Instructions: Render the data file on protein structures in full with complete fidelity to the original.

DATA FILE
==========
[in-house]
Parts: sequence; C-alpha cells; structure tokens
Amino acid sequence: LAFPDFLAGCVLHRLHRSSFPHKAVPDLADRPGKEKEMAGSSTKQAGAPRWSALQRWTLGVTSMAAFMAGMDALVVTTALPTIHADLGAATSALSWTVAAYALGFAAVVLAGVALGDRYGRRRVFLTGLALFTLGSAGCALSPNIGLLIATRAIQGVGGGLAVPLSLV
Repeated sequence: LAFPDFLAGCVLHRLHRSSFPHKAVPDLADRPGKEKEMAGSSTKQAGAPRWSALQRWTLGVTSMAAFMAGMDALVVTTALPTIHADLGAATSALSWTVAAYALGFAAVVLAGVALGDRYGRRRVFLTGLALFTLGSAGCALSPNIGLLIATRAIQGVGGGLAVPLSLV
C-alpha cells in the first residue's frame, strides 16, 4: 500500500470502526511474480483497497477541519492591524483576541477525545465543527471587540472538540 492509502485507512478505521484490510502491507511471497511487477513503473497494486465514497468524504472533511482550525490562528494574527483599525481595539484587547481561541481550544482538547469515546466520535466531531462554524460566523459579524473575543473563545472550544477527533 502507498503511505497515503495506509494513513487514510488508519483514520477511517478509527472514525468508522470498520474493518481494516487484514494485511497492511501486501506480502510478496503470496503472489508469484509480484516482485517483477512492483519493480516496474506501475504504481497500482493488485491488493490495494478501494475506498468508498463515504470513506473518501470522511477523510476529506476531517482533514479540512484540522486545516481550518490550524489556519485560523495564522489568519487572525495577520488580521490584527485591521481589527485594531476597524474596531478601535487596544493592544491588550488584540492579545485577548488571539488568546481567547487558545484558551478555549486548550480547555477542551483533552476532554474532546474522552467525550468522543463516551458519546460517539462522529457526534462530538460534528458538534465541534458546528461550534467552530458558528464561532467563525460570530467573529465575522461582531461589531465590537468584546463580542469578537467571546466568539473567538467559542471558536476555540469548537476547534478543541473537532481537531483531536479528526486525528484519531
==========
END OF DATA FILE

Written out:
[in-house]
Parts: sequence; C-alpha cells; structure tokens
Amino acid sequence: LAFPDFLAGCVLHRLHRSSFPHKAVPDLADRPGKEKEMAGSSTKQAGAPRWSALQRWTLGVTSMAAFMAGMDALVVTTALPTIHADLGAATSALSWTVAAYALGFAAVVLAGVALGDRYGRRRVFLTGLALFTLGSAGCALSPNIGLLIATRAIQGVGGGLAVPLSLV
Repeated sequence: LAFPDFLAGCVLHRLHRSSFPHKAVPDLADRPGKEKEMAGSSTKQAGAPRWSALQRWTLGVTSMAAFMAGMDALVVTTALPTIHADLGAATSALSWTVAAYALGFAAVVLAGVALGDRYGRRRVFLTGLALFTLGSAGCALSPNIGLLIATRAIQGVGGGLAVPLSLV
C-alpha cells in the first residue's frame, strides 16, 4: 500500500470502526511474480483497497477541519492591524483576541477525545465543527471587540472538540 492509502485507512478505521484490510502491507511471497511487477513503473497494486465514497468524504472533511482550525490562528494574527483599525481595539484587547481561541481550544482538547469515546466520535466531531462554524460566523459579524473575543473563545472550544477527533 502507498503511505497515503495506509494513513487514510488508519483514520477511517478509527472514525468508522470498520474493518481494516487484514494485511497492511501486501506480502510478496503470496503472489508469484509480484516482485517483477512492483519493480516496474506501475504504481497500482493488485491488493490495494478501494475506498468508498463515504470513506473518501470522511477523510476529506476531517482533514479540512484540522486545516481550518490550524489556519485560523495564522489568519487572525495577520488580521490584527485591521481589527485594531476597524474596531478601535487596544493592544491588550488584540492579545485577548488571539488568546481567547487558545484558551478555549486548550480547555477542551483533552476532554474532546474522552467525550468522543463516551458519546460517539462522529457526534462530538460534528458538534465541534458546528461550534467552530458558528464561532467563525460570530467573529465575522461582531461589531465590537468584546463580542469578537467571546466568539473567538467559542471558536476555540469548537476547534478543541473537532481537531483531536479528526486525528484519531